Are you wondering about how to address your dog's chewing problems for good. Here, our Grayson vets explain how to help your dog develop better habts around compulsively chewing.
Dog Psychology 101
Our dog's brains work somewhat similarly to human babies in that they use their mouths to explore their world. This can sometimes lead to them eating pretty well everything in sight, from paper and old shoes to furniture electrical cords and plants.
It might surprise you to learn that dogs don’t chew to spite us, but they love scents that remind them of their owners, which is why your shoes and sports equipment prove tempting. They also live in the moment, so won’t connect their destruction with your anger and any subsequent discipline.
Reasons Your Dog Chews
Believe it or not, your dog doesn't chew just to annoy you or make you nervous about their health. There are lots of possible reasons for this behavior, including:
- Natural instinct
- To relieve anxiety or fear
- To seek attention
- Lack of training
How to Stop a Dog from Chewing
Since our dogs don't really understand right and wrong, and often can't connect anger or the ways you try to discipline them to what they actually did, they won't be able to understand or change their behavior effectively after being punished. So, make sure you don't spank, muzzle or scold them in response to undesirable actions or behaviors.
Exercise and stimulation
A tired puppy or dog is a happy one. Learn your pooch’s energy levels and needs and tailor exercise and playtime to him. Use 20 to 30 minutes of daily aerobic exercise as a benchmark, unless they have a medical problem that prevents this.
Training and supervision
Dogs need to learn good habits early as alternatively to undesirable behaviors, so make sure you keep them closely supervised while at home.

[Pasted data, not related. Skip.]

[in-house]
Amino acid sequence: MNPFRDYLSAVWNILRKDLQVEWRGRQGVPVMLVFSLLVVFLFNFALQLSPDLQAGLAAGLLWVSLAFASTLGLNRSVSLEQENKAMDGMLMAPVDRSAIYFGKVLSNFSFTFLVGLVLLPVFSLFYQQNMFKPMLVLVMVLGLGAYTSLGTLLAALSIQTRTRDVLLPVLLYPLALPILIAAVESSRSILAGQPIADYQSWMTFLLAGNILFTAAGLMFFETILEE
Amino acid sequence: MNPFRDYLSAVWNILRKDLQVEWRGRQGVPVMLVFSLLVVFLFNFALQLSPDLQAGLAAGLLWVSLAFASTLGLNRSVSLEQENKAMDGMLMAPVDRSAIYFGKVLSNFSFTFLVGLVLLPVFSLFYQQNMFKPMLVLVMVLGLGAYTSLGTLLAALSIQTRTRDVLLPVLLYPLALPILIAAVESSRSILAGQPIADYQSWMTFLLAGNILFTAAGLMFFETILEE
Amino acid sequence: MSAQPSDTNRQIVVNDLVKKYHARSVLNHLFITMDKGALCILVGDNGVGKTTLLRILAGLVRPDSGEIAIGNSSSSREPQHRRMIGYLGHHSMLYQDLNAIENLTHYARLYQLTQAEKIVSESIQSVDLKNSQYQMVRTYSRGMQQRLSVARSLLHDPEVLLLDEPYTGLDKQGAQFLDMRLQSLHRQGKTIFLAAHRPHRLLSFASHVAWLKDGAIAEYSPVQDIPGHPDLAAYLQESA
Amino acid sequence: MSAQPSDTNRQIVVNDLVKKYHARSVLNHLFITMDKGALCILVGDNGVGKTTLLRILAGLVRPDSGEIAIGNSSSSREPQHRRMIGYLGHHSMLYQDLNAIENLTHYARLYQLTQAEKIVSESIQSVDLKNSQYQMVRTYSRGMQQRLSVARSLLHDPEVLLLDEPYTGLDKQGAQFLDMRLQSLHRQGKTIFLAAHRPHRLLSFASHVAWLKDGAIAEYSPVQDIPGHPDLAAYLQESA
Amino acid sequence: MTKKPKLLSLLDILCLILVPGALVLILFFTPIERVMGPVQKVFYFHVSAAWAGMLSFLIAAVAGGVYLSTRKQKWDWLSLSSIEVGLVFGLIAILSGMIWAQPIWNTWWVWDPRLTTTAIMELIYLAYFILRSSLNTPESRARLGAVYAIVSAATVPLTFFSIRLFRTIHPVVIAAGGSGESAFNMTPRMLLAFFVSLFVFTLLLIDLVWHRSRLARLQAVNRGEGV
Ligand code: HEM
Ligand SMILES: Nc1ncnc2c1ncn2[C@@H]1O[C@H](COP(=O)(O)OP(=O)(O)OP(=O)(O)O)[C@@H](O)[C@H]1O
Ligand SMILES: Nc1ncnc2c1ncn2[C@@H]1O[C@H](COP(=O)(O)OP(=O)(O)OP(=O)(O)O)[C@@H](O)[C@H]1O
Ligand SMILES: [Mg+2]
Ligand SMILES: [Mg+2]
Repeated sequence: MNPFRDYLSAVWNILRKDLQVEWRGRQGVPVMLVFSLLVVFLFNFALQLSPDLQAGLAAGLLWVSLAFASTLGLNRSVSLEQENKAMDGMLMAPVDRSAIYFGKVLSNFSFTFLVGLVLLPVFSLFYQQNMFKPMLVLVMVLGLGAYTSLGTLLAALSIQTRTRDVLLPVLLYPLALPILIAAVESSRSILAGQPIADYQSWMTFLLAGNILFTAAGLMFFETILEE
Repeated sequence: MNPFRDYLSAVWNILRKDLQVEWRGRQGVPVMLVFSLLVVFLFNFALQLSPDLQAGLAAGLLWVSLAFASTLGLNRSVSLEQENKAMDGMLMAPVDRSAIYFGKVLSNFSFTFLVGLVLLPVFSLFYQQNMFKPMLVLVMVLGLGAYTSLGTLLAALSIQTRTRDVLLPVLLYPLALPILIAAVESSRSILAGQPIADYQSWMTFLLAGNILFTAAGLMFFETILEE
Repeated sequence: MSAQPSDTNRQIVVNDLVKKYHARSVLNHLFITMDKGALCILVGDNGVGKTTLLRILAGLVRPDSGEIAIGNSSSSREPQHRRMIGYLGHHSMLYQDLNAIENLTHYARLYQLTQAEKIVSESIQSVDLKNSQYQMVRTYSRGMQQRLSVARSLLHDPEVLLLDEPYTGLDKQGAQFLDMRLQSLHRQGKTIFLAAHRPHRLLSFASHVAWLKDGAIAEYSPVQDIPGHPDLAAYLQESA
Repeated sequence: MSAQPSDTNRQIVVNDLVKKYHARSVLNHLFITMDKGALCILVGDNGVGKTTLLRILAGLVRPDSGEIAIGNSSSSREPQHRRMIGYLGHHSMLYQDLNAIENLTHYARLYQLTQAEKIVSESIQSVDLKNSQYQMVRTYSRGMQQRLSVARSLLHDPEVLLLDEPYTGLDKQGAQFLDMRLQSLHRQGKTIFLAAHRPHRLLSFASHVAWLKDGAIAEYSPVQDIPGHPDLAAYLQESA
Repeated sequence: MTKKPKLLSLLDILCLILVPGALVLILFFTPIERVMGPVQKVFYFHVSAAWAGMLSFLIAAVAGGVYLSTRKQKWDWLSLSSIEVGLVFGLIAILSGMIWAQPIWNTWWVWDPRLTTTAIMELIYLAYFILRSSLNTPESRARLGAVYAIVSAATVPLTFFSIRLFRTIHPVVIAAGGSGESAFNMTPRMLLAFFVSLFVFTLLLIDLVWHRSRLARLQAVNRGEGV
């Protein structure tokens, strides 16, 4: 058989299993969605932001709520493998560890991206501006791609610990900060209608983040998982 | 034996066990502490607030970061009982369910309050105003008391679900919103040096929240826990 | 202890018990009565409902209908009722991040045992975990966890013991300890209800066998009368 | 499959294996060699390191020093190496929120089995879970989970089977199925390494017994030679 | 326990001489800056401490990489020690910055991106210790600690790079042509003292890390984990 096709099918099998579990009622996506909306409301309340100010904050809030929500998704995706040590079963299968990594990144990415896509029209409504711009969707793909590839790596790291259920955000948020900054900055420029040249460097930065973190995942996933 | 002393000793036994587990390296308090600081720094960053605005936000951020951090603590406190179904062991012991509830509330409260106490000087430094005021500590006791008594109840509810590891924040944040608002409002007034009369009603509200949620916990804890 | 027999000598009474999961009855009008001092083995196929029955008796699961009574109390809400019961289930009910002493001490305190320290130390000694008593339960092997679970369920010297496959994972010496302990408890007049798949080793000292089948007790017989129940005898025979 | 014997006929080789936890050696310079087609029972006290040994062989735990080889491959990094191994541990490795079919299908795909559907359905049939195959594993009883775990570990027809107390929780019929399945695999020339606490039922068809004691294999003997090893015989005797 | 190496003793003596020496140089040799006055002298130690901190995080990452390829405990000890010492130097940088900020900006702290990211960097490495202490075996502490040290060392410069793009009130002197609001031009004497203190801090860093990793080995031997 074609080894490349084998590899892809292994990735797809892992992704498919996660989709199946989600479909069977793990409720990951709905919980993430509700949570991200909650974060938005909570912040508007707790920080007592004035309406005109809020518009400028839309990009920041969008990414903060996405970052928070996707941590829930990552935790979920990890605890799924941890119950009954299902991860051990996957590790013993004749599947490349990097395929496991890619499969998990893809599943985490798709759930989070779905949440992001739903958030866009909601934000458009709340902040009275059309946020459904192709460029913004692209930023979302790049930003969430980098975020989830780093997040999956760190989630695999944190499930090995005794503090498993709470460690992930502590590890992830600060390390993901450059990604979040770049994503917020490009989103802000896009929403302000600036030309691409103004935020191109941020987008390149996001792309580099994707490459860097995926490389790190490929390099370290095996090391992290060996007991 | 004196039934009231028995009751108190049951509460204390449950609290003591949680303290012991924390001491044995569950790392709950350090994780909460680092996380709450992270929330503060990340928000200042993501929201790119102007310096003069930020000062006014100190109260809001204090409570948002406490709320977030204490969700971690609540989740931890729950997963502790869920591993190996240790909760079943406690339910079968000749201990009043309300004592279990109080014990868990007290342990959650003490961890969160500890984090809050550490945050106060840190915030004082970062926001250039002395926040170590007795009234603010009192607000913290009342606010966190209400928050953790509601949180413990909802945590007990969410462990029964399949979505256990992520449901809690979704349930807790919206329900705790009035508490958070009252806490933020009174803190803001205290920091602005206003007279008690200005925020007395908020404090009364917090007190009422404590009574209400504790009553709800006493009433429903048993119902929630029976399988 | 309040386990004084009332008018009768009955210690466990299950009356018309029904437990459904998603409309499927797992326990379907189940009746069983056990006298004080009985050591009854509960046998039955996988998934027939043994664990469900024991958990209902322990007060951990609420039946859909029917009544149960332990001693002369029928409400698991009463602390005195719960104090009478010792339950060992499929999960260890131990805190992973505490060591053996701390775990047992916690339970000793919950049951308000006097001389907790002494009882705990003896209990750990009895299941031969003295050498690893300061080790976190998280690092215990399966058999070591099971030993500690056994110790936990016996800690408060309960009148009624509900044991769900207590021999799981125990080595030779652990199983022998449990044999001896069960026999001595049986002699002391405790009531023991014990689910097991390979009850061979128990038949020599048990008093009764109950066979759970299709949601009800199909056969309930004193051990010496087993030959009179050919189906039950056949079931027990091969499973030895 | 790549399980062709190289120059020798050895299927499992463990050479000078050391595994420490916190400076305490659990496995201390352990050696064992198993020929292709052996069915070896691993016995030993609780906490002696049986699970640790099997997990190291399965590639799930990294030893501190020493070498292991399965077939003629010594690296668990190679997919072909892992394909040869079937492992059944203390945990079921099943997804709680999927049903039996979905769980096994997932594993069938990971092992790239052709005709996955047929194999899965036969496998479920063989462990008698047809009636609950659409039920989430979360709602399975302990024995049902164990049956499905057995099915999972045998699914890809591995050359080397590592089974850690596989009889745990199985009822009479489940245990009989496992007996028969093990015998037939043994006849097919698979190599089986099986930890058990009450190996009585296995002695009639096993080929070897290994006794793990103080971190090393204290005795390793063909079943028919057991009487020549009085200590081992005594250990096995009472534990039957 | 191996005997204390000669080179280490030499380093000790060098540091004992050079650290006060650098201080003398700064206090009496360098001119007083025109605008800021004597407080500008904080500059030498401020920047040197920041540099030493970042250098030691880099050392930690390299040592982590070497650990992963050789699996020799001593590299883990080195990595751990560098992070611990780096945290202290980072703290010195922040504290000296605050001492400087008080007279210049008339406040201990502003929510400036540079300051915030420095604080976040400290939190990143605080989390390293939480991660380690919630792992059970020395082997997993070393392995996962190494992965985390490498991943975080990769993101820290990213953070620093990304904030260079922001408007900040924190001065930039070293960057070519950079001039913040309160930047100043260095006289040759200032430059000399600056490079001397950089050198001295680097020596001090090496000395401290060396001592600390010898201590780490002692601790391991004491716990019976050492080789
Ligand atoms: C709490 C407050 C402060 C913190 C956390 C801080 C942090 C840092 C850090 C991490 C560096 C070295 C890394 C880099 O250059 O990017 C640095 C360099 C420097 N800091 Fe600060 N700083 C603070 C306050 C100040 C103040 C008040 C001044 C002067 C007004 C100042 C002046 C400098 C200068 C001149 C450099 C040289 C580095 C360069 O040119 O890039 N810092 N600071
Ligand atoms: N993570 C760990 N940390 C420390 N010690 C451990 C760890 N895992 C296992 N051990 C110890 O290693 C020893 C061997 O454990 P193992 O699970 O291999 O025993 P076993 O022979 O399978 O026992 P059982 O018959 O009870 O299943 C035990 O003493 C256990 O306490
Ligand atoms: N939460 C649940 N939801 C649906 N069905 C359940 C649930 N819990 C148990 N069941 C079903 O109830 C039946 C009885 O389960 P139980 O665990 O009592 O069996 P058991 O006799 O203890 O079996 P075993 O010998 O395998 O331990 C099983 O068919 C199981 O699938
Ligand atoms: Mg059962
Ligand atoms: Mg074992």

Keep valuables tucked away
“Dog-proof” your home. Got some new Valentino pumps or golf shoes you’d rather keep free of your dog’s chompers? Put them in a place they can’t reach.
Do not reward the behavior you don’t want to continue
When a puppy nips at your finger you can shriek, pull back and leave the room. This mimics the usual dog reaction to being bitten or hurt and will help your puppy understand that they shouldn't do what they just did.
When your dog snatches a valuable item and runs off, quell the urge to chase him. Instead, call him to you and offer a treat or toy in exchange for the item being chewed.
How your vet can help
Fortunately, excessive dog chewing behavior dwindles by around 18 months of age for most, but will likely continue to some degree, depending on your dog’s breed and other factors, for their entire life. If you see excessive chewing, consult your veterinarian. They can:
- Check for medical reasons your dog might be chewing and provide treatment
- Suggest appropriate chew toys, treats, deterrents or training methods
- Provide advice and pointers for modifying your dog’s behavior
- Advise whether you should let certain items pass, when your dog needs to come in for an exam and when you should induce vomiting if he or she has chewed an inappropriate item